Student entrepreneurs #3

Just like Elon Musk

The Envitron entrepreneurs From left to right: Marro Mijnans, Thijs de Jonge, Leonard de Vries, and Reinder Schuil.

Matt Mullenweg developed WordPress when he was a student. Elon Musk started PayPal, SpaceX, and Tesla after he got his physics degree. Who wouldn’t want this? The UK followed three promising start-ups by students for a year. They participated in VentureLab, an initiative for young entrepreneurs organised by the RUG and Hanze University of Applied Sciences. Part 3: Dare to dream.
Text and photo’s Menno van der Meer / translation Sarah van steenderen


Is building an energy management system (the students are enrolled at the Hanze University)

Marro Mijnans (sustainable energy system management graduate)
Niels Tamming (graduate of engineering)
Thijs de Jonge (facility management graduate)
Jacco Koning (computer engineering graduate)
Reinder Schuil (international business and management graduate)
Leonard de Vries (graduate of electrical engineering)

According to Envitron’s Marro Mijnans, every building produces energy. While an increasing number of Dutch people generate the energy they need, but we haven’t yet started using our homes as a source of energy. Envitron wants to help create an energy system made up of thousands of miniature household energy factories, rather than just a few large energy plants.

Envitron is creating a sensor platform with a number of applications that will be able to measure, direct, and divide energy flows. These sensors can measure electricity, gas, and temperature. This would allow people to keep an eye on how much energy they produce, and even share energy with their neighbours. ‘Our product is the missing link in the energy transition’, Marro says confidently.

Three months ago, the guys were hoping their machine would soon be certified. They also wanted begin making their offices at the EnTranCe site (Energy Transition Centre) energy neutral.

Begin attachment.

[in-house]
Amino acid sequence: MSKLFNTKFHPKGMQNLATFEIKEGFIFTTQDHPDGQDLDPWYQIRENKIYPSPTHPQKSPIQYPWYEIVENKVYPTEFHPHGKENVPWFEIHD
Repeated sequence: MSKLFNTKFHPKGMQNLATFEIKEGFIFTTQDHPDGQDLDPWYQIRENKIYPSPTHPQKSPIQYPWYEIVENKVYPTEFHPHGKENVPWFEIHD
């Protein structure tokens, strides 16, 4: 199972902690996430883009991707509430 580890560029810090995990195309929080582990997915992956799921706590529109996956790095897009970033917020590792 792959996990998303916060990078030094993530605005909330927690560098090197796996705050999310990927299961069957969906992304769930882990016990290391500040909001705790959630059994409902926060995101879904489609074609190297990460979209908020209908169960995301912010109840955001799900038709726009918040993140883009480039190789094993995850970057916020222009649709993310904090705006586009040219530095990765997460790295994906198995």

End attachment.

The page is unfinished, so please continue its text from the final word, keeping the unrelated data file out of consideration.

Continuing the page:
But today, construction of their autonomous microgrid is still in the pipeline and their sensor platform has not yet been certified. The electronic components on their printed circuit board do not comply with regulations; all the little technical parts circuit board must be rearranged in order to make the invention reliable and safe.

Thijs, who is in charge of the prototypes, has spent many long nights trying to determine the perfect circuit board composition. His new 3D model of the printed circuit board is ready for testing, and will hopefully be finally certified.

Marro admits that it’s all taken a bit longer than they had expected. ‘Our machine was a product of idealism and a lot of fantasy. But we then met with all these rules and regulations. We didn’t really take into account what that would be like.’

But the boys refuse to lose their creative flair. When they were making the casing for the machine, they decided to design it themselves from sustainable materials using 3D printers. ‘We just think that is fun’, says Marro. ‘We’re just a bunch of technical nerds. We really love this stuff.’

We don’t want to go too big too quickly

Marro hopes to start production on the sensor platform in July. They will start small. ‘We don’t want to go too big too quickly. First we have to fix all the teething problems.’ By summertime, the company will have to start generating its own income; until then, Envitron can run on the development budget from their investments.

Marro is convinced that Envitron will be successful. ‘I can’t imagine we’ll fail, because we have such a unique product. People produce their own energy, and we’re here to help them get everything they can out of it. I truly believe in our cause.’